Bruson's performance is letter-perfect. My earlier-stated concerns about the difficulty of judging one's touch with the pedal instrument stem at least partly from my having seen video of the great French organist Jean Guillou playing his own Doppio Borgato where some of Bach's more athletic pedal passages sound a bit uneven. I'm quite aware of Guillou's rare brilliance as an organist, which only reinforces the notion that playing this pedal instrument may not be a walk in the park. Mirco Bruson's recording here does not hint at any such issues, and the disc brilliantly demonstrates this interplay of tones between hands and feet. (As an aside, Jean Guillou made a recording in 2002 on Phillips of the Doppio Borgato which is unavailable in the US. I'm shocked at how absolutely it's unavailable--a Google search comes up with very little and even a search of Decca's own website turns up not a trace. I've managed to track it down on a European site, but the protection against an American getting his hands on the recording is remarkably effective--for what purpose I cannot imagine. I feel I must make it a mission to get my hands on that CD, and will try again next time I'm out of the country.)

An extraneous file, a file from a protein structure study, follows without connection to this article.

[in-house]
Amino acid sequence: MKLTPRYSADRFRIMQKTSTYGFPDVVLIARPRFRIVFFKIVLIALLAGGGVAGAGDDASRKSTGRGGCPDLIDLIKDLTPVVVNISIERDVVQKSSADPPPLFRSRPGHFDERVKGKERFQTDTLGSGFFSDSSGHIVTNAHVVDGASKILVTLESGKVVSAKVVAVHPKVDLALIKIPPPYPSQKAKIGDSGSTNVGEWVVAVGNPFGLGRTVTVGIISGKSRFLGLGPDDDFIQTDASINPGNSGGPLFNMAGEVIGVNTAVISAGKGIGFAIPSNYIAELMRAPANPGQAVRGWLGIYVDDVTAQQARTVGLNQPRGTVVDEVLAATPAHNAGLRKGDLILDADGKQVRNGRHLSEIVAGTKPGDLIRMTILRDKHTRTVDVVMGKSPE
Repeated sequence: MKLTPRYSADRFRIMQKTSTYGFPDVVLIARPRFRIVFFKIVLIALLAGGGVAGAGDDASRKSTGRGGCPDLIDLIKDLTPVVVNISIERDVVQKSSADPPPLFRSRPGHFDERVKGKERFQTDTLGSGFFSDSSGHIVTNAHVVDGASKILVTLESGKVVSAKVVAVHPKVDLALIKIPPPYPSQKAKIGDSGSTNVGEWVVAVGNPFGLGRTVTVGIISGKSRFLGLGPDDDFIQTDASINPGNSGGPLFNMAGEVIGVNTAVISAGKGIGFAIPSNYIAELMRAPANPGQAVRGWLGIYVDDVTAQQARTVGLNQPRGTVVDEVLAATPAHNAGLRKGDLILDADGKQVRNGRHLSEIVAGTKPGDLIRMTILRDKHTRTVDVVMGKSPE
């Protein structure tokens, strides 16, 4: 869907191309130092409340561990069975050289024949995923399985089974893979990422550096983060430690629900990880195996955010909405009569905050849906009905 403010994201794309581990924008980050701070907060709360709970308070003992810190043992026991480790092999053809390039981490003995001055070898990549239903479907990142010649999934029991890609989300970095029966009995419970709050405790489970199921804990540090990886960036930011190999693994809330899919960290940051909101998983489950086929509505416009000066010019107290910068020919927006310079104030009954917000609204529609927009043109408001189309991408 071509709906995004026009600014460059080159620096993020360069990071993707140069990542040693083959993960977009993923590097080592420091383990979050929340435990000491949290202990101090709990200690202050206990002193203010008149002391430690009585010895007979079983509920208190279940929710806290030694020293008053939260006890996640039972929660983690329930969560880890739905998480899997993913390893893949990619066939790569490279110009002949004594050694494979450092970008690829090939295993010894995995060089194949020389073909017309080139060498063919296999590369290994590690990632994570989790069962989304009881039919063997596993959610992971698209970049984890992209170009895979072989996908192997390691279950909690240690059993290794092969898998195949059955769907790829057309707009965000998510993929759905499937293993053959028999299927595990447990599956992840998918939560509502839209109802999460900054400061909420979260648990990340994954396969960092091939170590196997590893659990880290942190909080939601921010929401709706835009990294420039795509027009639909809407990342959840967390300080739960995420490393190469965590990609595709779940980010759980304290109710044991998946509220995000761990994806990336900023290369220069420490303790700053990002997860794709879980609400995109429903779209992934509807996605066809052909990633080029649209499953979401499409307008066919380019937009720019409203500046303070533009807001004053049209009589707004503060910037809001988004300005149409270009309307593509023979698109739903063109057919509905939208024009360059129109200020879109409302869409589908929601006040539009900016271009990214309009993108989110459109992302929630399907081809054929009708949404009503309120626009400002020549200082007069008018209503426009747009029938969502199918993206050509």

Doppio Borgato particularly, makes for the most exciting addition to my music collection in a long time. I can hardly conceive of a more fascinating endeavor than to build and perfect an instrument like this one, and I would love to hear the whole of the organ literature recorded on it. Here's hoping for much more.